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We assessed how many U.S. deaths would have been averted each year, 1933-2021, if U.S. age-specific mortality rates had equaled those of other wealthy nations. The annual number of excess deaths in the U.S. increased steadily beginning in the late 1970s, reaching 626,353 in 2019. Excess deaths surged during the COVID-19 pandemic. In 2021, there were 1,092,293 “Missing Americans” and 25 million years of life lost due to excess mortality relative to peer nations. In 2021, half of all deaths under 65 years and 91% of the increase in under-65 mortality since 2019 would have been avoided if the U.S. had the mortality rates of its peers. Black and Native Americans made up a disproportionate share of Missing Americans, although the majority were White.

One sentence summary In 2021, 1.1 million U.S. deaths – including 1 in 2 deaths under age 65 years – would have been averted if the U.S. had the mortality rates of other wealthy nations.

Author(s):

Jacob Bor, View ORCID ProfileAndrew C. Stokes, Julia Raifman, Atheendar Venkataramani, Mary T. Bassett, David Himmelstein, Steffie Woolhandler


doi: https://doi.org/10.1101/2022.06.29.22277065

Publication Date: 30 Jun 2022

Publication Site: MedRXiV

A Four-Day Workweek Will Benefit Everyone, But Especially Women

Link: https://jacobin.com/2022/03/four-day-workweek-trial-gender-pension-gap

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A four-day week would make it easier to balance life and work responsibilities. This would decrease the pressure on women to drop out of full-time employment and make it easier for others to rejoin full-time employment if they wish. It would also decrease underemployment, lessen the costs of paid childcare, and help level the playing field for unpaid care work by keeping men at home longer.

A recent policy paper published by the Women’s Budget Group comments in regard to a four-day week: “As the marginal worker is usually female, this effect could reduce gender gaps in both employment and income.” As the definition of full-time employment is decreased, more women will surpass the £10,000 a year threshold for autoenrollment and also have higher sustained pension contributions throughout their working life.

Belmont Packaging in Wigan, a company that practices a four-day week, asked its employees how they spend their three-day weekend. One employee said, “It’s like a bank holiday every week. Not exactly like one, because the wife has me doing chores every Friday.” During the early months of the pandemic, when many workers were kept at home, research showed that men took on a greater share of housework and women’s disproportionate burden decreased.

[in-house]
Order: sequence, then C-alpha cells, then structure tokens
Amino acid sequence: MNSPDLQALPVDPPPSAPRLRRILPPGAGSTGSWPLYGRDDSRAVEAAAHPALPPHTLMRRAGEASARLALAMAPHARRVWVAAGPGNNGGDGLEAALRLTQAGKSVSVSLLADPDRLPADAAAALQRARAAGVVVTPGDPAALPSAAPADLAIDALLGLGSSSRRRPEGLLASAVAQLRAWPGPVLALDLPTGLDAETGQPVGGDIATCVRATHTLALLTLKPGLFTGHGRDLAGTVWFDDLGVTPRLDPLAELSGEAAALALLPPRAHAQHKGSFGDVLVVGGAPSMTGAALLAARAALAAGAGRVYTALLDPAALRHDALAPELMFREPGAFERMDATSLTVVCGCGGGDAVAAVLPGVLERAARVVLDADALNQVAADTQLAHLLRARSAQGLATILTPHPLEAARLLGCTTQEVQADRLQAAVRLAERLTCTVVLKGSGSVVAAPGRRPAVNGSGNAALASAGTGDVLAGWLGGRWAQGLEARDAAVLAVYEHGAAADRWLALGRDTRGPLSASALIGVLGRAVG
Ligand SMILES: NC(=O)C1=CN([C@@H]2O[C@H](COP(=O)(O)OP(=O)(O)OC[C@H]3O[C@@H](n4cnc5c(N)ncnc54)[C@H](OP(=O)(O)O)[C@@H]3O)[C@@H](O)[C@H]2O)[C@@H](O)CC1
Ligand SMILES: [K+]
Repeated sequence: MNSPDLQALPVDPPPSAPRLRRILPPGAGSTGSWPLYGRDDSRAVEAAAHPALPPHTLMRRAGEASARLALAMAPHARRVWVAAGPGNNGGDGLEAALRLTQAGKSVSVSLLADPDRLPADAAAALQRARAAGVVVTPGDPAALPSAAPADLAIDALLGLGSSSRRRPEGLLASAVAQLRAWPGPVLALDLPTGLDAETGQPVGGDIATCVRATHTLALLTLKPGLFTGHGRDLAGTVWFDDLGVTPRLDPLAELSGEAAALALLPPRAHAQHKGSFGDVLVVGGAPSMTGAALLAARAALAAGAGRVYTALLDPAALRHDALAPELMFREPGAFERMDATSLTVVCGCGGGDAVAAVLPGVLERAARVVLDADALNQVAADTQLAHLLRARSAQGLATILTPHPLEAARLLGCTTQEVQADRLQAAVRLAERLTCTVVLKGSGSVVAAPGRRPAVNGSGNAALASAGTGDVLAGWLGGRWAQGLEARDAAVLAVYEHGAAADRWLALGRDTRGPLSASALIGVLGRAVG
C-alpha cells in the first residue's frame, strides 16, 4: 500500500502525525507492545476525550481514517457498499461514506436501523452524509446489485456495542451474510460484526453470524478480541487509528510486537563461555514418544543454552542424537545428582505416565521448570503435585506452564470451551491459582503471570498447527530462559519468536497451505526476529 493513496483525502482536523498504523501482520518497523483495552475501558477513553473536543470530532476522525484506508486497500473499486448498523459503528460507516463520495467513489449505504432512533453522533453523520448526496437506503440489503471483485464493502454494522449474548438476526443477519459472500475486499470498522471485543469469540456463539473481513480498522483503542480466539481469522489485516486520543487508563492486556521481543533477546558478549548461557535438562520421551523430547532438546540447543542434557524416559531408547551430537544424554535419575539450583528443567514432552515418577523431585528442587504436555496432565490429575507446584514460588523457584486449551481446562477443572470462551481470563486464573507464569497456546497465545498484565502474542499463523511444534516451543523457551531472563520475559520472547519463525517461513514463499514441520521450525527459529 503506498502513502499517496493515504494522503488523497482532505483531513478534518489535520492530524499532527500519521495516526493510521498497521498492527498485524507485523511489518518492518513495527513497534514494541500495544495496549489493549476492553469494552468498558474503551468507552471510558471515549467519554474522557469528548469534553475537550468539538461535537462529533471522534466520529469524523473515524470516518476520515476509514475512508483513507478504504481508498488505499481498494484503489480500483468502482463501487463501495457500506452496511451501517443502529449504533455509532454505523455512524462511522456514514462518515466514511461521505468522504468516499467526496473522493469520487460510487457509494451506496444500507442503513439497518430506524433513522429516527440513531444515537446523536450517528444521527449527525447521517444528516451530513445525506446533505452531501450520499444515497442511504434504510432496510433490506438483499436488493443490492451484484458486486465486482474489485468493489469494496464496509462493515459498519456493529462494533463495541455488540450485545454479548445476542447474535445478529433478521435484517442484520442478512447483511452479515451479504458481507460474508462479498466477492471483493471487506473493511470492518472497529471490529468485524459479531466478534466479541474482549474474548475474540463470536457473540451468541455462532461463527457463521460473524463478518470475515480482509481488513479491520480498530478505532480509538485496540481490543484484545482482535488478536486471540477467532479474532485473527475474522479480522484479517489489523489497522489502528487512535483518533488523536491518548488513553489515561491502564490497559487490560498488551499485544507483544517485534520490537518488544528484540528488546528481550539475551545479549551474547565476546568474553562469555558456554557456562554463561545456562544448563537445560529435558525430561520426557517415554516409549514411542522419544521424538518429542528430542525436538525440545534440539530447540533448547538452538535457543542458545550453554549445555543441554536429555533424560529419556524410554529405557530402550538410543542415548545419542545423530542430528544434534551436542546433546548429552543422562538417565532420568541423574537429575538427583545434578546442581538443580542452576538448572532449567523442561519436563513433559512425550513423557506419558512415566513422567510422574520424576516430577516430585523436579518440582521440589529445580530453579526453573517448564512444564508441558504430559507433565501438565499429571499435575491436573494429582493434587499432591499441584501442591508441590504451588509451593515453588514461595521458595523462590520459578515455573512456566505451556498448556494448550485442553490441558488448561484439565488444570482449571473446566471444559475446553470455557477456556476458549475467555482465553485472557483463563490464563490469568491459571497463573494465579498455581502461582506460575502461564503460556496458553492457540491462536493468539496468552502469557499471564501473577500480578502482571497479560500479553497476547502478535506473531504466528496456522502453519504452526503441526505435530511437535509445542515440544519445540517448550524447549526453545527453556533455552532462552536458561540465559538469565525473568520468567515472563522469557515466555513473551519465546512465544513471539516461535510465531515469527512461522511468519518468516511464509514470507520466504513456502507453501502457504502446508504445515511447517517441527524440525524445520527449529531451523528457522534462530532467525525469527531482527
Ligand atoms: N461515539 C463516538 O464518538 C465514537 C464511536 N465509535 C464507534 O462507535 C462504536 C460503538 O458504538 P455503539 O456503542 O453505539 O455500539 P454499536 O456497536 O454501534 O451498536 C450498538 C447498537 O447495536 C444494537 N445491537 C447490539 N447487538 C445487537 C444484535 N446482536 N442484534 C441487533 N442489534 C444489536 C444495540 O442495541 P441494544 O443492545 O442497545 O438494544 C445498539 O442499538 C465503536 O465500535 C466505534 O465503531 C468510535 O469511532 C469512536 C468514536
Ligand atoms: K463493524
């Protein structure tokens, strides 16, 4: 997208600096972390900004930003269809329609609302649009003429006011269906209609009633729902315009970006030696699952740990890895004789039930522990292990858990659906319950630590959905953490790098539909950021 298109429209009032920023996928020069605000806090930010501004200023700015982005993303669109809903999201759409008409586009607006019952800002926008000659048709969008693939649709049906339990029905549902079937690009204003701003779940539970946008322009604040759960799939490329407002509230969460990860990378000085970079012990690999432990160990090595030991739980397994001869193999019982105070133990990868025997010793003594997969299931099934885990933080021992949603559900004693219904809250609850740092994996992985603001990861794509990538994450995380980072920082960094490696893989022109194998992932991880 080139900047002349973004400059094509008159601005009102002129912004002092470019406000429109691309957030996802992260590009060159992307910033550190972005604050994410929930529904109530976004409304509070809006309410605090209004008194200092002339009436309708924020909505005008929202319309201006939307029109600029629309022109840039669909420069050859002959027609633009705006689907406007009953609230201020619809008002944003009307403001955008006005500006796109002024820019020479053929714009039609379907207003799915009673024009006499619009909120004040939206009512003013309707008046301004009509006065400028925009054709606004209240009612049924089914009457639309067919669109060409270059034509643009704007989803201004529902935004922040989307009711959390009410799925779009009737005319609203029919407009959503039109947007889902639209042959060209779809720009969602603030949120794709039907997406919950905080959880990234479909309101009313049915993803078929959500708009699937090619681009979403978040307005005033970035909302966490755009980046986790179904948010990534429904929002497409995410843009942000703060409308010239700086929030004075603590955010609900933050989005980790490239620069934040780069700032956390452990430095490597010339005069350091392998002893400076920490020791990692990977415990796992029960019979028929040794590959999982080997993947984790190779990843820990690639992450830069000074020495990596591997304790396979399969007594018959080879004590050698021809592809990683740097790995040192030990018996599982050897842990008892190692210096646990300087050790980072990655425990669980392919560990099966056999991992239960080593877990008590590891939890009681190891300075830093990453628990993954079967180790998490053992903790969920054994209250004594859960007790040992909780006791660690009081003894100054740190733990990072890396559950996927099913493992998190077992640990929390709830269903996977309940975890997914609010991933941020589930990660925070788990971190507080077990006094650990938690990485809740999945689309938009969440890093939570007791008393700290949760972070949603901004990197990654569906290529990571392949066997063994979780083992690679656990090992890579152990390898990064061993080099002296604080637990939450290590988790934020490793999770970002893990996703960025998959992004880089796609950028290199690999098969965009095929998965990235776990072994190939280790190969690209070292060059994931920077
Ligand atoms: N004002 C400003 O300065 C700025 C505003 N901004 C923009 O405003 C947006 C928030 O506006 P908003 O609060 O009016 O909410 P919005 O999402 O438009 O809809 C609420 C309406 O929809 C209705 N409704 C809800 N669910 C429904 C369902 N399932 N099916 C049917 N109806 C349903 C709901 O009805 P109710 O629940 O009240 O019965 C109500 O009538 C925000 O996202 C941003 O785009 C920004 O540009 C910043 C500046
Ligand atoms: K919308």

Author(s): James Derry

Publication Date: 25 March 2022

Publication Site: Jacobin

When Harry Fired Sally: The Double Standard in Punishing Misconduct

Link: https://www.journals.uchicago.edu/doi/abs/10.1086/718964

Abstract:

We examine gender differences in misconduct punishment in the financial advisory industry. There is a “gender punishment gap”: following an incident of misconduct, female advisers are 20% more likely to lose their jobs and 30% less likely to find new jobs, relative to male advisers. The gender punishment gap is not driven by gender differences in occupation, productivity, nature of misconduct, or recidivism. The gap in hiring and firing dissipates at firms with a greater percentage of female managers and executives. We also explore the differential treatment of ethnic minority men and find similar patterns of “in-group” tolerance.

Author(s): Mark Egan, Gregor Matvos, and Amit Seru

Publication Date: May 2022

Publication Site: Journal of Political Economy; Volume 130, Number 5

Looking Beyond Sex

Link: https://theactuarymagazine.org/looking-beyond-sex/

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With nonbinary genders recognized on legal documents, customers are beginning to ask for forms and applications to include nonbinary options as well—so they’re not forced into a false selection. Even so, a person still could make an inaccurate selection. A customer falsely selecting a nonbinary gender is slightly less risky for the insurance company than selecting a false binary gender, as nonbinary rates are likely to fall somewhere between male and female to ensure they’re not discriminatory.

In the end, providing false information on an insurance application is fraudulent activity regardless of the question. Many of the states that include nonbinary gender markers on birth certificates and/or driver’s licenses already require the individual to sign an affidavit stating that they are not changing their gender marker for a fraudulent purpose. The benefits of including options for nonbinary customers and the potential for more accurate risk evaluations hopefully will outweigh a possible increase in fraudulent activity.

Author(s): Erin Sheriff

Publication Date: July 2020

Publication Site: The Actuary, SOA

COVID-19 pandemic causes ‘broken heart’ syndrome cases to surge: researchers

Link: https://www.foxnews.com/health/broken-heart-cases-surge-covid-pandemic-especially-women-researchers?utm_source=dlvr.it&utm_medium=twitter